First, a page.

A Nebraska farmer posed this question about soybean seed treatments: I want to book soybean seed this fall for 1,000 acres of soybeans. I have always ordered seed treated with fungicide and insecticide. But at $20 per unit, does soybean seed treatment pay? I have been following the University of Nebraska-Lincoln recommendation of planting soybeans early.
Farmers looking to order their soybean seed will want to consider planting dates and field history when deciding whether to add fungicide and insecticide treatments.
Many farmers are looking for ways to trim input costs due to lower commodity prices this year. Cutting costs is usually not easy and needs to be done without reducing profitability. Fall soybean seed purchases require farmers to decide about seed treatment without knowing what weather risks they'll face next spring.
The prime culprit with soybean seedling diseases is saturated soil conditions coupled with cold temperature leading to slow emergence. Reduced seedling populations may be spatially erratic, especially in poorly drained areas, and cause spot-replant in those areas.
Factors to consider
Before deciding about seed treatments, soybean producers should consider these four factors:
• Field history. Is there a history of seedling or emergence problems? If the field has a history of stand problems, treat the soybean seed with a good combination fungicide product.
• Early planting. If you are planting soybeans early, as recommended by Nebraska Extension, fungicide seed treatments are a necessity. Cool, wet soils are very conducive to poor stands. No-till fields will have cool soils longer into the season than tilled fields and commonly will have more seedling disease problems.
• Phytophthora disease. A preventive fungicide treatment is recommended on fields with a history of phytophthora. These fields will need the appropriate fungicide package with the proper seed treatment rate for moderate to high phytophthora control. Examples of active ingredients are metalaxyl, mefenoxam or ethaboxam fungicides with excellent phytophthora ratings. Even with resistant soybean varieties, we recommend a fungicide seed treatment as fields with phytophthora also favor pythium.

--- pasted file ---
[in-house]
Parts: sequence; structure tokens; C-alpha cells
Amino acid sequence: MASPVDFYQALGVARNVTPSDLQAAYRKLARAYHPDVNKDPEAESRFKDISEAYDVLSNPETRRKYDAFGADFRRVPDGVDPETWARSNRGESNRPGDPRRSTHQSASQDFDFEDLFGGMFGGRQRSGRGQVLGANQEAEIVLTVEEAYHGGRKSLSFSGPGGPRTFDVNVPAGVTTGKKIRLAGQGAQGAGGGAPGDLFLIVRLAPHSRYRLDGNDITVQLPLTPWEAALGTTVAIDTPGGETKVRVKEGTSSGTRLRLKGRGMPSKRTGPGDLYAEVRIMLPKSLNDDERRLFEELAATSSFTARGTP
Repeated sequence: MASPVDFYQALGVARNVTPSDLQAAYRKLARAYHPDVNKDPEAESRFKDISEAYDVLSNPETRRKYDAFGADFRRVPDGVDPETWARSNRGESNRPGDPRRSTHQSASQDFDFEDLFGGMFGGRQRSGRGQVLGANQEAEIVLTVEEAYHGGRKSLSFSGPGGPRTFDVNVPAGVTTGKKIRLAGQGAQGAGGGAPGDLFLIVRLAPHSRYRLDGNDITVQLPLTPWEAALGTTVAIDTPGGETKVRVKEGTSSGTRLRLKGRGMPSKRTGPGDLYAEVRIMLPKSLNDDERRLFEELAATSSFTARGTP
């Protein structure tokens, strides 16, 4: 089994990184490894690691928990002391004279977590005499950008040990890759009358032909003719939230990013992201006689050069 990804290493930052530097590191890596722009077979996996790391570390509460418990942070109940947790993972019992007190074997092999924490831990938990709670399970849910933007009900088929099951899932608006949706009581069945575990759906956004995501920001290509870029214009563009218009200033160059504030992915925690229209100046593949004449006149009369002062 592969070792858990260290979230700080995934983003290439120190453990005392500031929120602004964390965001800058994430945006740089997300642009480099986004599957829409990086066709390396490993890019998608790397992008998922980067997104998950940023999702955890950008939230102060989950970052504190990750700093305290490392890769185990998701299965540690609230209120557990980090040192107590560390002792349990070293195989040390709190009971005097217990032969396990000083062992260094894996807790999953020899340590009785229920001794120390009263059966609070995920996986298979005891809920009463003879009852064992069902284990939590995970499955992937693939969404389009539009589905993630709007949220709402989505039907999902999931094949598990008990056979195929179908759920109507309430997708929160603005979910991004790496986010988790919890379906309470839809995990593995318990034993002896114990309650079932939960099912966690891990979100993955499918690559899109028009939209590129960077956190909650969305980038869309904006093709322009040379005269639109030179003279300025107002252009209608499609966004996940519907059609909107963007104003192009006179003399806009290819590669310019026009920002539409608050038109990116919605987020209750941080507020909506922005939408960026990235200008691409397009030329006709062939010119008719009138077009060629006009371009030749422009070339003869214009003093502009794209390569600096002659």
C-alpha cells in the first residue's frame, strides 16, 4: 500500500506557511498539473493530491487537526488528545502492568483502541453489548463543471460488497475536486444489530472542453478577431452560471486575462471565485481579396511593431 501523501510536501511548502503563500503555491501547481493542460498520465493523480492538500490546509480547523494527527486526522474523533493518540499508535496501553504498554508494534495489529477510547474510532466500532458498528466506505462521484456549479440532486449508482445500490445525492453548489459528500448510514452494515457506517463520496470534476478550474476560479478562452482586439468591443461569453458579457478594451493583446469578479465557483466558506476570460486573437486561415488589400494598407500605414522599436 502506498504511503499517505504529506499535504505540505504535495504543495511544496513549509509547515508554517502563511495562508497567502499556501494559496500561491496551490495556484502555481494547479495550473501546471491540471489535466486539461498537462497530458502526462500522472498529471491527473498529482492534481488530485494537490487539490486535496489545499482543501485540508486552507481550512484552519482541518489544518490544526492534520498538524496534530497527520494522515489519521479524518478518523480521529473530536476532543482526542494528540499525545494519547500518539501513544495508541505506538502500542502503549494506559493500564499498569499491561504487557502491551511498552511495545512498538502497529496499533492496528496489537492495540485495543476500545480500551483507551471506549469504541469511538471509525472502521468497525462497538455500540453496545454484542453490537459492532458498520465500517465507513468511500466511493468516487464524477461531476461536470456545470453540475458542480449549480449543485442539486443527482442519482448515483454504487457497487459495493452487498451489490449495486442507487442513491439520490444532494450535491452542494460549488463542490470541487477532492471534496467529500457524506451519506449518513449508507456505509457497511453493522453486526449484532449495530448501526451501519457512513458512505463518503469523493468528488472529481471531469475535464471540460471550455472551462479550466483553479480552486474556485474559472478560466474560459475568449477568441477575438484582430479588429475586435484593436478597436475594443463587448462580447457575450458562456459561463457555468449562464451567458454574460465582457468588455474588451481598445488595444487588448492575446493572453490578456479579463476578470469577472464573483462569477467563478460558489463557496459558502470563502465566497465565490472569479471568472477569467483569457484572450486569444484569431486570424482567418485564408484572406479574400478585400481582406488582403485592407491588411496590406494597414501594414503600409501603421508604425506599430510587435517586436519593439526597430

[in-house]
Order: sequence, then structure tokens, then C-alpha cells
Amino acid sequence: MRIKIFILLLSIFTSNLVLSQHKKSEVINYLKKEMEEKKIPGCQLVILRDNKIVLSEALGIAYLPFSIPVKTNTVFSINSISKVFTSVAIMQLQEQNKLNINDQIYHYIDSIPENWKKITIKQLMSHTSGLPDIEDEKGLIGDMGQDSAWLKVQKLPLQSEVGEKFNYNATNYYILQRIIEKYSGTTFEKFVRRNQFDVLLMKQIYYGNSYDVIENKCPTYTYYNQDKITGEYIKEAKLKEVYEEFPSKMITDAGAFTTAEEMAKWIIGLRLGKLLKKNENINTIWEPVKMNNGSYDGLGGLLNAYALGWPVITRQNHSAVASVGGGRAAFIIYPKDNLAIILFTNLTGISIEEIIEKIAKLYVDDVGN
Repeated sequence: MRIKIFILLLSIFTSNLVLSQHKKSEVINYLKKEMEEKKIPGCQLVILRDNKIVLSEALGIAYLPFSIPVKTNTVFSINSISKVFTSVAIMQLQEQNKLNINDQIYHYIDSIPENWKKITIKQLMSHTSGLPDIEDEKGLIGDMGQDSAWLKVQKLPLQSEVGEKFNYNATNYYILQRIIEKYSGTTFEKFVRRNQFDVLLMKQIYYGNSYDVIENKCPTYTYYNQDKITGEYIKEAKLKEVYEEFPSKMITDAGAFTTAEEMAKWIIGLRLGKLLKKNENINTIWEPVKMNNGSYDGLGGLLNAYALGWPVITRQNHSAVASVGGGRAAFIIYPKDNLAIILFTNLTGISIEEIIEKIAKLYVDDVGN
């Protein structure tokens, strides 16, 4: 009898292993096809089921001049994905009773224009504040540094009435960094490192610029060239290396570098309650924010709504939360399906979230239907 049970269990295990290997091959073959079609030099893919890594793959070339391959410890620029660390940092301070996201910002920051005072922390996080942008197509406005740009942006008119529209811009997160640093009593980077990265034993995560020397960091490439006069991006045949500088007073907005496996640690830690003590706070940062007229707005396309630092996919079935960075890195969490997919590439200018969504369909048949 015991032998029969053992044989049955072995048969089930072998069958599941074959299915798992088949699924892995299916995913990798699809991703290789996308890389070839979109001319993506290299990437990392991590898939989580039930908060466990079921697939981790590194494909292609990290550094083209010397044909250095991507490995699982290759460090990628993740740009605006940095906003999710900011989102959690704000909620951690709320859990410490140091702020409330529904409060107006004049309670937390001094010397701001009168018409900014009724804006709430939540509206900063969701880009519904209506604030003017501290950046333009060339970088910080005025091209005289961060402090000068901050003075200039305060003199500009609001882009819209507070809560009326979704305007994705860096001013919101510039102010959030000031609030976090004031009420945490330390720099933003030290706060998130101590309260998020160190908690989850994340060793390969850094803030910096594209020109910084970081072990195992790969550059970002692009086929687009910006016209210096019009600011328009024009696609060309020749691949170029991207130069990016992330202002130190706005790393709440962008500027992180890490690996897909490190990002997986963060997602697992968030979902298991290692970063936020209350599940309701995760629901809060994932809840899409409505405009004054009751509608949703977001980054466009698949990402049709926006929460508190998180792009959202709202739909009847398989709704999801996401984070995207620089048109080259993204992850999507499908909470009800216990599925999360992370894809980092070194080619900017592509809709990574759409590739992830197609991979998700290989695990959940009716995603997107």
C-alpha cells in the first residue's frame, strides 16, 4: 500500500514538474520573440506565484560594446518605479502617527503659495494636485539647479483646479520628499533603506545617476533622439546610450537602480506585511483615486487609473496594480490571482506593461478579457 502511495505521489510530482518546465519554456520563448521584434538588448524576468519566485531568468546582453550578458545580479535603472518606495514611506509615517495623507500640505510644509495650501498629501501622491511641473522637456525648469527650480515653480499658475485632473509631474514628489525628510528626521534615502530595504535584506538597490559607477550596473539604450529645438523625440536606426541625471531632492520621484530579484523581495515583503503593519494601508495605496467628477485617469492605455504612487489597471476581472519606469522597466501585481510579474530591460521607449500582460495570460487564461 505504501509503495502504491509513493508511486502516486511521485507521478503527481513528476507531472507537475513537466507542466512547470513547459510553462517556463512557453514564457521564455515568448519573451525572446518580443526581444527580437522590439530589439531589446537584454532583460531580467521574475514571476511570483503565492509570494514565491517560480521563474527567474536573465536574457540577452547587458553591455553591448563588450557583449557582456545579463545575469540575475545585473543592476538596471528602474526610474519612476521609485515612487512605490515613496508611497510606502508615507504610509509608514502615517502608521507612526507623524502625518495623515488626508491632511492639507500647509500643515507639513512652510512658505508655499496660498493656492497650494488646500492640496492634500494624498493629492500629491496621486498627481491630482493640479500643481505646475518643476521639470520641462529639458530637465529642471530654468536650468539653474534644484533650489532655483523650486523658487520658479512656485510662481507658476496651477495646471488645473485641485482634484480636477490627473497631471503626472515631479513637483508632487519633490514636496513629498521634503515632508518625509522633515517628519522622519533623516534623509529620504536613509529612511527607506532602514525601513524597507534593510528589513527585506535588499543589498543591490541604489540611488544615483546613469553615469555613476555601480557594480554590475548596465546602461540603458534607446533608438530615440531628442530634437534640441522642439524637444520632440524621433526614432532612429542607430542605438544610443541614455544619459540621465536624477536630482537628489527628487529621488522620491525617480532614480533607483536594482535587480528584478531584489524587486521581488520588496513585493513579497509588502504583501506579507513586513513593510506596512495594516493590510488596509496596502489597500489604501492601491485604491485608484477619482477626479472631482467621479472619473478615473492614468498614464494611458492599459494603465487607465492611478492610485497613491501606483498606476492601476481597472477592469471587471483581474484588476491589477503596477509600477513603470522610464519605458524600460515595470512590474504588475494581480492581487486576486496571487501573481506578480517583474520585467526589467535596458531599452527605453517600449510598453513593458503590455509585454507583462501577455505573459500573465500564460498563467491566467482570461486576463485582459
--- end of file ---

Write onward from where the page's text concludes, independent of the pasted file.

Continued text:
• Sudden death syndrome. In fields with a history of sudden death syndrome, soybean producers should consider using the soybean fungicide treatment ILeVO. This product has shown promise for addressing SDS in recent university and industry trials. You'll want to analyze the price of the treatment versus past yield losses to SDS in the field. Consider the percentage of the field that has been impacted historically in this decision. Some fields might benefit from using treated seed in only a portion of the field.
More than 38 replicated, UNL on-farm research trials have been conducted with soybean seed treatments since 2000. View the results of these trials at the Nebraska On-farm Research Network.
Insecticide soybean treatments
There is another caveat when it comes to early-planted soybeans. In many years, overwintering bean leaf beetles (BLB) are attracted to these early-planted or "magnet" fields. Typically, BLB feeding on unifoliates and first trifoliates is inconsequential to soybean yield, so insecticide treatment to reduce feeding is not warranted. However, if the overwintering BLBs carry the bean pod mottle virus, they can vector the BPM virus to young soybean seedlings before they lay their eggs in the soil next to the seedlings.
The infected seedlings go on to be BPMV-infected plants, serving as a potential disease reservoir for later emerging BLBs. The disease can transmit from these early-infected seedlings to many more plants. To stop the early-BLB vectoring of BPMV to your early-planted and likely highest-yielding fields, we recommend insecticide-treated seed be used for at least late-April planted varieties. Insecticide treatments for later-planted fields are not recommended, unless you have experienced bean leaf beetle BPMV infection in the past.
This report comes from UNL CropWatch.